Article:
Before we even start to think about floor plans or how you will store all your stuff in a Tiny House, we first need to get down to the basics. What do you really need in this life? It is often a lot less than you think, but I feel it’s also important to point out this isn’t about living without, we aren’t trying to sacrifice things here, we are trying to find the happy medium. When we understand our needs, we then can determine the form and function of our house.
I have talked before about symbols of happiness, the idea that we purchase things which remind us of happy things, of our hopes and wants, of our dreams, but they do not themselves bring us happiness. In fact, internally, I think this actually creates inner turmoil because our desires go unmet. A perfect example is having a desktop or screen saver of a white sands beach, it constantly reminds us of us not being there, and it doesn’t seem healthy.
So what if we were to adopt a lens to view our world through to determine what bring us joy and contentment. With this new lens we need to do a shift in thinking as well. We need to know what things to strive for, to know what things we must pursue, but they should be achievable with hard work. At the same time, we need to be okay with not having things that we will never have and shift focus to the things we do.
I am reminded of a story about a man who sought the wisdom of Buddha.
It is said that the happiest people don’t have everything; they just make the best of everything. While cute quotes such as this one may be fun, we are beginning to see there is a solid foundation in truth to them.
There have been quite a few studies that show that too much clutter has a very negative impact on our well-being. Angus Deaton, Ph.D., a renowned economist, and Daniel Kahneman, Ph.D., a Nobel prize-winning psychologist conducted a study where they were able to determine that people who made $75,000 a year were the most happy of any salary range. They were able to show that above that figure had no bearing on happiness and in fact, it could decrease because additional stress that comes with that job.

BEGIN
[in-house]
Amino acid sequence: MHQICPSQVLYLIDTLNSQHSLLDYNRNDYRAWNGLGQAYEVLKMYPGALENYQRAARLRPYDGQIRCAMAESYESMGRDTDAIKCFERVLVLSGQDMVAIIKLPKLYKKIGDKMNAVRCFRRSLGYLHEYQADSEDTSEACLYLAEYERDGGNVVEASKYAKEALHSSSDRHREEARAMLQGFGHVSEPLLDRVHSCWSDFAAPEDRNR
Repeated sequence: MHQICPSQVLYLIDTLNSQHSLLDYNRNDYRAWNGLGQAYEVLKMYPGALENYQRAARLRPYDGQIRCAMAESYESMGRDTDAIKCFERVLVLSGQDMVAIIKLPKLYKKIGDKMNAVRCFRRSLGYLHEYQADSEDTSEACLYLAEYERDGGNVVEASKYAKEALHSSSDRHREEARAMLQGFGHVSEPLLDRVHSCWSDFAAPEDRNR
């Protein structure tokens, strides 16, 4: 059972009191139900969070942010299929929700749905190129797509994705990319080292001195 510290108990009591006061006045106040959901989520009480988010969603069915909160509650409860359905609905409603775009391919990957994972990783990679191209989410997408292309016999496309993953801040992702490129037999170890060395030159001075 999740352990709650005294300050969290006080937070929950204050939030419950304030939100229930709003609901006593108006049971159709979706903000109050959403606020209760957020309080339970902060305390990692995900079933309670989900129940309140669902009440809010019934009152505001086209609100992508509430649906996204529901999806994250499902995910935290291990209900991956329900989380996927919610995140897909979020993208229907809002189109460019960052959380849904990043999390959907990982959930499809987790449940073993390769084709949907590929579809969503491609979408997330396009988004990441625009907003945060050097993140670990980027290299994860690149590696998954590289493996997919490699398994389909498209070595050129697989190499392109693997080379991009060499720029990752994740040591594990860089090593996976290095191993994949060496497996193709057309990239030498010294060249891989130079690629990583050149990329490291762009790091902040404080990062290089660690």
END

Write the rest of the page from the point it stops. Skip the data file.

Now $75k seems a lot to many, but I would expect that Tiny House people could achieve this same peak happiness at a much lower salary because your money goes further. It isn’t the amount of money here that matters; it is what it affords you that is key. At $75,000 you can afford all of you life’s basics, you can have good health insurance, a good house, some money to take trips and still save some for a rainy day. With a Tiny House you remove the housing from the equation, which is equivalent to many people’s 30%-40% of income; in this case $23,000-$30,000. So if we adjust that $75k we are looking at $45,000 annual salary which is much more achievable.
One way I help people determine what is important to them is propose a scenario. Imagine you wake up one night from a deep sleep and flames are curling up the walls, your house is on fire. You look out the window to see your family and pets screaming for you to escape with your life. What do you grab on your way out of the house, know that all else will be lost?
There are few things in this world that cannot be replaced: those close to you and things that remind you of times with those people are irreplaceable.
Finally the differentiation between wants and needs is a tricky lesson to learn. We are exposed to a consumer culture that makes it hard for us to even separate these things. So this part is a gradual process that many of us still find ourselves grappling with. It has been taught to us from a young age that accumulation of things is better. The more stuff we have, the better we are. The psychology of these things cannot be understated; we need to dig deep into ourselves to examine our motivations.
So hopefully this has let you understand a little bit of what truly makes you happy, what to steer clear of in terms of things that we THINK make us happy and help change our thinking to determine our needs and wants. Once we do this we are prepared to fully determine our true needs and how to arrange our life to live in a Tiny House.